Officials Question Metro-North Response To Disabled Train On New Haven Line

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A Metro-North train was stranded Wednesday night for two hours near the Greens Farms station in Westport. Photo Credit: WTNH screenshot

WESTPORT, Conn. — Metro-North Railroad was again on the hot seat after 200 passengers were stuck on a disabled train with no heat for two hours in Westport on Wednesday night, when outside temperatures were in the single digits.

State Sen. Toni Boucher, R-26th District, and CT Commuter Rail Vice Chairman John Hartwell questioned how well the railroad handled the incident.

“I am once again renewing my call on the governor and the commissioner of the State Department of Transportation to request an oversight board be put in place to monitor Metro-North’s procedures to address problems,” said Boucher, whose district includes Westport.

“It seems as though our commuters are being tested on a weekly basis,” Boucher added. “When will they feel safe again on this rail line?”

Wednesday’s incident began at 8:51 p.m., when an eastbound train came to a stop between the Greens Farms and Westport train stations. Metro-North spokeswoman Marjorie Anders said the train became disabled because an old, fragile overhead wire broke in the extreme cold.

Making matters worse, the rescue train dispatched from New Haven became delayed when a switch mechanism failed, preventing the rescue train from coming up on the track alongside the disabled train for a side-by-side evacuation. The switch failure, Anders said, was also caused by cold.

“This Metro-North maintenance issue doesn’t seem to be getting any better,” Boucher said. “A downed wire due to weather is one thing, but then a mechanical switch problem on top of it is disconcerting.” 

The switch failure occurred at 9:50 p.m. not far from the disabled train, Anders said. Signal maintainers arrived at 10:15 p.m. to repair the problem. By 10:51 p.m., the rescue train arrived and the evacuation was completed by 10:57 p.m., Anders said.

Hartwell said Metro-North’s explanation leaves many questions unanswered. Anders said the rescue train was dispatched immediately. But based on the fact it became delayed an hour after the passenger train stopped, Hartwell wondered exactly when the rescue train was sent out, as a trip from New Haven to Westport should have taken 30 to 40 minutes, he said.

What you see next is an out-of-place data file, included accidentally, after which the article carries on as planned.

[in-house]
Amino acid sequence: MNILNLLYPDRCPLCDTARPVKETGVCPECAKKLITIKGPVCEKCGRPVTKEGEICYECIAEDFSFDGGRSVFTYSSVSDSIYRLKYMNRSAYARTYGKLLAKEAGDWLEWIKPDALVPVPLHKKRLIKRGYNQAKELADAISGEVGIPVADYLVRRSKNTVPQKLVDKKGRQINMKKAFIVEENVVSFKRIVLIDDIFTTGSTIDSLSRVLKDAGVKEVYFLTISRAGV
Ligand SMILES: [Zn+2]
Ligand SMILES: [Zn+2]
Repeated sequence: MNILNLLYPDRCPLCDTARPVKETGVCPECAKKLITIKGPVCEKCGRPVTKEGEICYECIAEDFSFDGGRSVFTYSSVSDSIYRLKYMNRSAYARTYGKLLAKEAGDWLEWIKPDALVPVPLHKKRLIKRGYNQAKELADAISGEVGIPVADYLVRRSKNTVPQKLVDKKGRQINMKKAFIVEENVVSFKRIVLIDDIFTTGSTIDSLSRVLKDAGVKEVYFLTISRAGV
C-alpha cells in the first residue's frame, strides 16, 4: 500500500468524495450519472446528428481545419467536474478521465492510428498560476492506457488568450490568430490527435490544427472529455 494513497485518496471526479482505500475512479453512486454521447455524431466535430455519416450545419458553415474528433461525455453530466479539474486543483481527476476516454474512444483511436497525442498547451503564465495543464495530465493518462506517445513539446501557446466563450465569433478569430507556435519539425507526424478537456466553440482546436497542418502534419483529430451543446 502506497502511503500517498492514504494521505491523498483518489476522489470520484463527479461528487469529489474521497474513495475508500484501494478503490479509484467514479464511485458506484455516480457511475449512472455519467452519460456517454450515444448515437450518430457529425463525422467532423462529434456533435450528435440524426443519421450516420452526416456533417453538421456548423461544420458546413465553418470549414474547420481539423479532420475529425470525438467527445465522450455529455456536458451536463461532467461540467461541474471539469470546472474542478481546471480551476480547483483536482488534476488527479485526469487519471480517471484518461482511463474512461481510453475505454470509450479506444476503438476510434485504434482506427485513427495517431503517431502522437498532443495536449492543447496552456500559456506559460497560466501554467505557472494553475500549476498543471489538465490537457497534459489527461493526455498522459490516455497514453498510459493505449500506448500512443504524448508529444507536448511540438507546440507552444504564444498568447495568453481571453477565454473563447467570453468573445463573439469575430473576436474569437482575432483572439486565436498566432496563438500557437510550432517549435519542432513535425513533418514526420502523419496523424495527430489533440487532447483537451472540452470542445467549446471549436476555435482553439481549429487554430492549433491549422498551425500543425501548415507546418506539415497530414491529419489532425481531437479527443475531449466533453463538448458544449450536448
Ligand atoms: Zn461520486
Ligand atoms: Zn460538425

Another criticism Hartwell had is that Westport police and fire were not called to the scene. Anders said there was no need because MTA police was on scene.

“It took half an hour to get their police there when they could have had Westport there in five minutes,” Hartwell said, noting Metro-North said MTA police arrived at 9:20 p.m. “In situations like that, it’s good to have extra security on hand.”

In the end, Hartwell said more could have been done for the passengers during their two-hour stint on the train.

“As far I can see, no one tried to bring them blankets or coffee — nothing," he said.

Although cold, Anders said, the train cars retained enough heat to keep the passengers safe. MTA police, she said, determined the temperature on the train was above freezing.

Hartwell said the Commuter Rail Council will review the incident at its Feb. 19 meeting, which he hopes will be held in Westport. Commuters, especially those who were on Wednesday night's train, are encouraged to attend.

(Editor's note: This story was reported and written before the Thursday night signal failure on Metro-North.) 

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